Humans are animals, and animals move because of muscles. This also applies to your eyes, and having to move them around too much can cause severe eye strain.
In essence, our natural habitat would rarely have us dart our eyes back and forth for hours at a time. Reading is in some sense unnatural, a tool developed after our bodies evolved. Given that our most important sense organs are so prone to fatigue, a good speed reader will try to eliminate that fatigue.
If possible, try to enlarge the font and stand back. If you do this, the text will look like a whole picture that can fit into your vision. Sitting close to the screen has the opposite effect. Sure, you see the text better, but at the cost of not seeing it all at once. This guarantees that your eyes have to travel back and forth.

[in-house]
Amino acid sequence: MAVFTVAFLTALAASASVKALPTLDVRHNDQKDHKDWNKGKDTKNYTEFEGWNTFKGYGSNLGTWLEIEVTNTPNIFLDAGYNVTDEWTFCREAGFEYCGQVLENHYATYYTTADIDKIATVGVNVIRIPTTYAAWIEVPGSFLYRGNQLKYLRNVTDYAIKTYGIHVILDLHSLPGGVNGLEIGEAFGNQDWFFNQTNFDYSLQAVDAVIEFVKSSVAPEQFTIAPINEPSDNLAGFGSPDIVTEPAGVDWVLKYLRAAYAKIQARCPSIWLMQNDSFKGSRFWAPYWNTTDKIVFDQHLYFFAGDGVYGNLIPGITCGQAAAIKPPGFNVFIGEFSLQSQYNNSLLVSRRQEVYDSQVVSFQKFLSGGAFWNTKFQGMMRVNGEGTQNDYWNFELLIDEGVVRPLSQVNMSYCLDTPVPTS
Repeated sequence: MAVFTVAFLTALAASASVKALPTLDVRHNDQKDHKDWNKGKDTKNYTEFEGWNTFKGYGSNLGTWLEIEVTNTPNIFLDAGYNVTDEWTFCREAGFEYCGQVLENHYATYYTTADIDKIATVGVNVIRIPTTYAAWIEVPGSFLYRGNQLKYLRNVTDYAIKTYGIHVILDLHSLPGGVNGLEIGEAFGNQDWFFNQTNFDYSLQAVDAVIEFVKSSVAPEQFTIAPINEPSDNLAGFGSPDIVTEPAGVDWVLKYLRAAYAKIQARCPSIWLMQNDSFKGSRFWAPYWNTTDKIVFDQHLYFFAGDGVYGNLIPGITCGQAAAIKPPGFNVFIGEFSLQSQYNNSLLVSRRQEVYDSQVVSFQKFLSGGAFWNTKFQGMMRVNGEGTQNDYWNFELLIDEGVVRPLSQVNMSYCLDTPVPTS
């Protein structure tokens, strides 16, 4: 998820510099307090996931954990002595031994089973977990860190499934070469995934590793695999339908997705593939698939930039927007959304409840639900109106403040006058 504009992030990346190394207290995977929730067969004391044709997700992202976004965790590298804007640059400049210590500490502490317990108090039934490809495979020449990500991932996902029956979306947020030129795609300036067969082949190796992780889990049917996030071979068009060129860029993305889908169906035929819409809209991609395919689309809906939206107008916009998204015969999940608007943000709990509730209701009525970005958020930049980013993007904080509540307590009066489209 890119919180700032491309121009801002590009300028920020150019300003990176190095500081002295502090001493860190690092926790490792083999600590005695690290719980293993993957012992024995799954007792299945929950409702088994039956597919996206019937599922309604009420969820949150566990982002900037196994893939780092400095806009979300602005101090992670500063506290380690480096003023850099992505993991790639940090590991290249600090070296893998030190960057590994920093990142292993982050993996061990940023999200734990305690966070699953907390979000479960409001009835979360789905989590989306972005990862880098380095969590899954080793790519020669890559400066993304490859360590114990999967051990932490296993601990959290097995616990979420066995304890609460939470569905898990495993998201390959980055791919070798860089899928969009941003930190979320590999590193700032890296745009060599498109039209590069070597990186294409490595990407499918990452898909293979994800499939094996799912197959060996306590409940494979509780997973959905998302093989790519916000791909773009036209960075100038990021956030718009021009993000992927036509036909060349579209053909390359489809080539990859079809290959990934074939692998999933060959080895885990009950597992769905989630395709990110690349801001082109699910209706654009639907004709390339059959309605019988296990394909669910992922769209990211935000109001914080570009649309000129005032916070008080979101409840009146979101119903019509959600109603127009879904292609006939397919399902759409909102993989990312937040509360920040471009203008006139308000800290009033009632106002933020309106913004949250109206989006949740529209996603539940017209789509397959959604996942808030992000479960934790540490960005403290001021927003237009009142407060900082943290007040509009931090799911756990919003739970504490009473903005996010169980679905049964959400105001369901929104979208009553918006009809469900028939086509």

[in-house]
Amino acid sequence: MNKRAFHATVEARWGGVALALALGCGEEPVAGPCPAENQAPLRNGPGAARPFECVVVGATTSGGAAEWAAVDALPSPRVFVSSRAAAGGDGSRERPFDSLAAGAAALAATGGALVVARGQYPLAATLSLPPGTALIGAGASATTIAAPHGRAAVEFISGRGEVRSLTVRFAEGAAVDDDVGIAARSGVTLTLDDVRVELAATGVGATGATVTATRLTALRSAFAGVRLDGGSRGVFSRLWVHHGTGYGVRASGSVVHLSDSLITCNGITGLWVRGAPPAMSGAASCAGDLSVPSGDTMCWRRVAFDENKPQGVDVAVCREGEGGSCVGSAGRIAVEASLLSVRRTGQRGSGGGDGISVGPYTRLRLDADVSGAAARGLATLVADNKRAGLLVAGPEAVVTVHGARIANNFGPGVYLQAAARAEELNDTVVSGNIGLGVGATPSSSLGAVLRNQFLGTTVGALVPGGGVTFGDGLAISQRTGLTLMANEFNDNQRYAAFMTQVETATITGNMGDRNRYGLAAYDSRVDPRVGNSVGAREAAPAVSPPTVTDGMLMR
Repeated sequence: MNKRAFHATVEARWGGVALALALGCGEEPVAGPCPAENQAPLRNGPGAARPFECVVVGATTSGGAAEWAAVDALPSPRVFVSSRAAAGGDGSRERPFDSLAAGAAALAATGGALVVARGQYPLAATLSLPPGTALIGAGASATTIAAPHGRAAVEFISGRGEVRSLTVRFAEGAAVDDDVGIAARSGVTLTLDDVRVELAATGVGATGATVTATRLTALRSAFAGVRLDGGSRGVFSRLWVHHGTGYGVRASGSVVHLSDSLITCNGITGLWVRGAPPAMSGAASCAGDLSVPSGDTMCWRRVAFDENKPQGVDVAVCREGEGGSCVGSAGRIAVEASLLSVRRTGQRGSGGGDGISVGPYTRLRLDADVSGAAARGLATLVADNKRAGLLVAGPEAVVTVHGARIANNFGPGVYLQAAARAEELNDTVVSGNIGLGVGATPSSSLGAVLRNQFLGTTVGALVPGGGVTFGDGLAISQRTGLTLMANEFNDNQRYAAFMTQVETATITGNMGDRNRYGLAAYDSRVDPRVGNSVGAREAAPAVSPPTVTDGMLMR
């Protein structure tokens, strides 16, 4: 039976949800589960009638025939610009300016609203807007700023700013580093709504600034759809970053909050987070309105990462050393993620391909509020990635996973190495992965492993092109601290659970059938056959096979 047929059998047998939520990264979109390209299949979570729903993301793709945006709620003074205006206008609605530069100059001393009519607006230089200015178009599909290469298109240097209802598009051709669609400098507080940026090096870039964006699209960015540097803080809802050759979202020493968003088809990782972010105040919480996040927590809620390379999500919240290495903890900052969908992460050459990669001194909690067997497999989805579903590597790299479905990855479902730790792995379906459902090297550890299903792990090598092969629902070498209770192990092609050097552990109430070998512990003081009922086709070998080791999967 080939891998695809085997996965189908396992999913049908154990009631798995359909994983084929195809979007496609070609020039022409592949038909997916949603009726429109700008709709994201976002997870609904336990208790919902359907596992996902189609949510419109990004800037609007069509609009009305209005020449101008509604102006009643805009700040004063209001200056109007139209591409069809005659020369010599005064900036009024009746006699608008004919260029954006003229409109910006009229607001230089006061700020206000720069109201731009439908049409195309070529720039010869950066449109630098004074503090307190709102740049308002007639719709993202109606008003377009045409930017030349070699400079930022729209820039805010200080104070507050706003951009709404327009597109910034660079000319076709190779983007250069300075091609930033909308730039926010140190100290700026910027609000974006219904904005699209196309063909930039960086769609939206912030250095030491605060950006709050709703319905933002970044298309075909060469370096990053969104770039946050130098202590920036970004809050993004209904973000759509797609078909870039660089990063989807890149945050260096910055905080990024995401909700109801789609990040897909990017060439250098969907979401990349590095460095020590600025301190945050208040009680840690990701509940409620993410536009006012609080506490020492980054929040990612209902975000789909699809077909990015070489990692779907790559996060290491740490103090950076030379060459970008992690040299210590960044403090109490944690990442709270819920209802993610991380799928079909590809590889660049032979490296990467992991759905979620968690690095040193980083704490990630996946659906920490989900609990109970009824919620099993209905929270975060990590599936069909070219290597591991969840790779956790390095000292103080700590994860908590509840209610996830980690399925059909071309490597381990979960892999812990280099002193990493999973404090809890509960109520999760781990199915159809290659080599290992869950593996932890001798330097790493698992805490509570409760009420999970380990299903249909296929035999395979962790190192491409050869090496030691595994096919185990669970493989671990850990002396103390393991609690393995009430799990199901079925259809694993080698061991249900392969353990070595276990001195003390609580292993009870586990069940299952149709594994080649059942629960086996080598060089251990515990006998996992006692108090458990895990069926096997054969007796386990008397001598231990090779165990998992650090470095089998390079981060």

Here we have a chicken or the egg question. Do speed readers read a lot of books because they are fast, or are they fast because they liked reading in the first place? Did the talent create the hobby, or did the hobby create the talent?
The best speed readers often pursue normal reading for fun, in their spare time. Even though you are not doing it on purpose, you are passively improving your abilities by just slowly reading a book.
Sure, I would not recommend this course of action for more profound works, where each line can have an essay written about it. But, in general, to more you read anything, the more your mind will become accustomed to the general activity.
Fast reading tips are fine, but they are useless if you don’t practice.
Speed readers are good at treating text as a picture. You do not read a picture, you just look at it and recognize it.
Reading is another process in the mind, where your inner voice repeats what your eyes see, and this gives you time to marinate and imagine. This slower way is much better in terms of understanding and grasping the ideas of the text.
However, if your goal is speed, you can use tricks and software to activate this twitch recognition part of your brain.